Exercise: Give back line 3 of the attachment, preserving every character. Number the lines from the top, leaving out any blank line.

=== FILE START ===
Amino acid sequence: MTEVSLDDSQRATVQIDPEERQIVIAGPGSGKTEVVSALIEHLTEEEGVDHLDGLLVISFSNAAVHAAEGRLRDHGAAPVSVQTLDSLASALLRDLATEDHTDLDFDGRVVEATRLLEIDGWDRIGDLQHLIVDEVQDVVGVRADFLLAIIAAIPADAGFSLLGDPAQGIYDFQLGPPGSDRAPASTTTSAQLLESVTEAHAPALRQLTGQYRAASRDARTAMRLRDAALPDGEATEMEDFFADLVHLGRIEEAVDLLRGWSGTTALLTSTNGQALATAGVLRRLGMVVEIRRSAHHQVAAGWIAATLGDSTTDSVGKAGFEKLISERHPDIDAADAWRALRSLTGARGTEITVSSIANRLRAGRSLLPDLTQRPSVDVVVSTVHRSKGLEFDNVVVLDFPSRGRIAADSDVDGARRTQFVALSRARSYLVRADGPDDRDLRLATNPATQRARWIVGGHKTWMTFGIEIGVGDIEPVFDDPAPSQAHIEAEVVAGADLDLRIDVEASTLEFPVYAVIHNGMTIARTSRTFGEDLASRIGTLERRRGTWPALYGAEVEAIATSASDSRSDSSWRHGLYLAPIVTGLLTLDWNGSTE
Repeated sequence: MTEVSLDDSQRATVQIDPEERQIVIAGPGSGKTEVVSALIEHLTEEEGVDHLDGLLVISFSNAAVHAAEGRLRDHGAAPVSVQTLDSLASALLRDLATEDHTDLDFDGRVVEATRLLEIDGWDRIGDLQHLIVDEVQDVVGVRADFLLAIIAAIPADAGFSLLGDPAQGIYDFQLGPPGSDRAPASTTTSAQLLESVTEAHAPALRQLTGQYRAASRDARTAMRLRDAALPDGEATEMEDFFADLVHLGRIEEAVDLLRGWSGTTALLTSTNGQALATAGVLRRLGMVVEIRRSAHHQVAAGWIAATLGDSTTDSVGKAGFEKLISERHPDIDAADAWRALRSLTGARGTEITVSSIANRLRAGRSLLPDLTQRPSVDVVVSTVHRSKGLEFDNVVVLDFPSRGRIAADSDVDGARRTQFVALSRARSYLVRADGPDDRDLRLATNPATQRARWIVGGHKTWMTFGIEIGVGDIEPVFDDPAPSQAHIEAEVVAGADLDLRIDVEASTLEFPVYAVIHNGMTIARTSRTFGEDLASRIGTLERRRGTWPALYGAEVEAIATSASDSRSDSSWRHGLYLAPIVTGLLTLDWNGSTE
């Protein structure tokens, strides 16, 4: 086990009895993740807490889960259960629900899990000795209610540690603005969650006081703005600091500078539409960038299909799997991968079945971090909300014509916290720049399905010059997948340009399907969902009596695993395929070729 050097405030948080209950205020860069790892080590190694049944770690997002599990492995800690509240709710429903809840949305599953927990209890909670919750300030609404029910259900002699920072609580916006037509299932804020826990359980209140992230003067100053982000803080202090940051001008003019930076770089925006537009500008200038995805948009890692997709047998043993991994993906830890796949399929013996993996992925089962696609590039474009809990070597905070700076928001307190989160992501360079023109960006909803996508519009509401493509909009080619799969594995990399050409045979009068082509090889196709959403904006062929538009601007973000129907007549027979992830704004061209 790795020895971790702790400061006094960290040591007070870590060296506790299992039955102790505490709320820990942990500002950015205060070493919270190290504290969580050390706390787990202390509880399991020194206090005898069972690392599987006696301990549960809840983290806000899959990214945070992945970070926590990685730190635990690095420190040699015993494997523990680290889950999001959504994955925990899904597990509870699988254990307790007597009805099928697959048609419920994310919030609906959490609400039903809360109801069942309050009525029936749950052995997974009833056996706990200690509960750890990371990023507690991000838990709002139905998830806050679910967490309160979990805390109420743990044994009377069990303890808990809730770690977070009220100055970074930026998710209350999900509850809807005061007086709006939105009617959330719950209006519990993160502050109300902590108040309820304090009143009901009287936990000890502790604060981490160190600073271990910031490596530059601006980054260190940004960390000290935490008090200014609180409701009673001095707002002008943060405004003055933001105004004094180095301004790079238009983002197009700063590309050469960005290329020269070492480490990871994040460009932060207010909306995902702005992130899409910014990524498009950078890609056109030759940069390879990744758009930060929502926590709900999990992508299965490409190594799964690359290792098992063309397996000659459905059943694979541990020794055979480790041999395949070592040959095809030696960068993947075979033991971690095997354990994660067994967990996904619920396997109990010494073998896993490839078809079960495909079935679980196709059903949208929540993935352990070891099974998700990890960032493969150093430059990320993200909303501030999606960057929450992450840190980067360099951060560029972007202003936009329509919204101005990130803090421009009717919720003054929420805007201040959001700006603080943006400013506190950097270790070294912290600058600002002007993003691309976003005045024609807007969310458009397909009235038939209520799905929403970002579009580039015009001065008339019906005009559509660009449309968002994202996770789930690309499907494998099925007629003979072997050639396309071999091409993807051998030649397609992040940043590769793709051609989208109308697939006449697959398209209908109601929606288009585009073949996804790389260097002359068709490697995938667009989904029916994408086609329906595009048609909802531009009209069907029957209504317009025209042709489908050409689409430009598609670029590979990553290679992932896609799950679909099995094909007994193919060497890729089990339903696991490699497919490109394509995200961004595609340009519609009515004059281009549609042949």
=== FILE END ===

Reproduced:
């Protein structure tokens, strides 16, 4: 086990009895993740807490889960259960629900899990000795209610540690603005969650006081703005600091500078539409960038299909799997991968079945971090909300014509916290720049399905010059997948340009399907969902009596695993395929070729 050097405030948080209950205020860069790892080590190694049944770690997002599990492995800690509240709710429903809840949305599953927990209890909670919750300030609404029910259900002699920072609580916006037509299932804020826990359980209140992230003067100053982000803080202090940051001008003019930076770089925006537009500008200038995805948009890692997709047998043993991994993906830890796949399929013996993996992925089962696609590039474009809990070597905070700076928001307190989160992501360079023109960006909803996508519009509401493509909009080619799969594995990399050409045979009068082509090889196709959403904006062929538009601007973000129907007549027979992830704004061209 790795020895971790702790400061006094960290040591007070870590060296506790299992039955102790505490709320820990942990500002950015205060070493919270190290504290969580050390706390787990202390509880399991020194206090005898069972690392599987006696301990549960809840983290806000899959990214945070992945970070926590990685730190635990690095420190040699015993494997523990680290889950999001959504994955925990899904597990509870699988254990307790007597009805099928697959048609419920994310919030609906959490609400039903809360109801069942309050009525029936749950052995997974009833056996706990200690509960750890990371990023507690991000838990709002139905998830806050679910967490309160979990805390109420743990044994009377069990303890808990809730770690977070009220100055970074930026998710209350999900509850809807005061007086709006939105009617959330719950209006519990993160502050109300902590108040309820304090009143009901009287936990000890502790604060981490160190600073271990910031490596530059601006980054260190940004960390000290935490008090200014609180409701009673001095707002002008943060405004003055933001105004004094180095301004790079238009983002197009700063590309050469960005290329020269070492480490990871994040460009932060207010909306995902702005992130899409910014990524498009950078890609056109030759940069390879990744758009930060929502926590709900999990992508299965490409190594799964690359290792098992063309397996000659459905059943694979541990020794055979480790041999395949070592040959095809030696960068993947075979033991971690095997354990994660067994967990996904619920396997109990010494073998896993490839078809079960495909079935679980196709059903949208929540993935352990070891099974998700990890960032493969150093430059990320993200909303501030999606960057929450992450840190980067360099951060560029972007202003936009329509919204101005990130803090421009009717919720003054929420805007201040959001700006603080943006400013506190950097270790070294912290600058600002002007993003691309976003005045024609807007969310458009397909009235038939209520799905929403970002579009580039015009001065008339019906005009559509660009449309968002994202996770789930690309499907494998099925007629003979072997050639396309071999091409993807051998030649397609992040940043590769793709051609989208109308697939006449697959398209209908109601929606288009585009073949996804790389260097002359068709490697995938667009989904029916994408086609329906595009048609909802531009009209069907029957209504317009025209042709489908050409689409430009598609670029590979990553290679992932896609799950679909099995094909007994193919060497890729089990339903696991490699497919490109394509995200961004595609340009519609009515004059281009549609042949």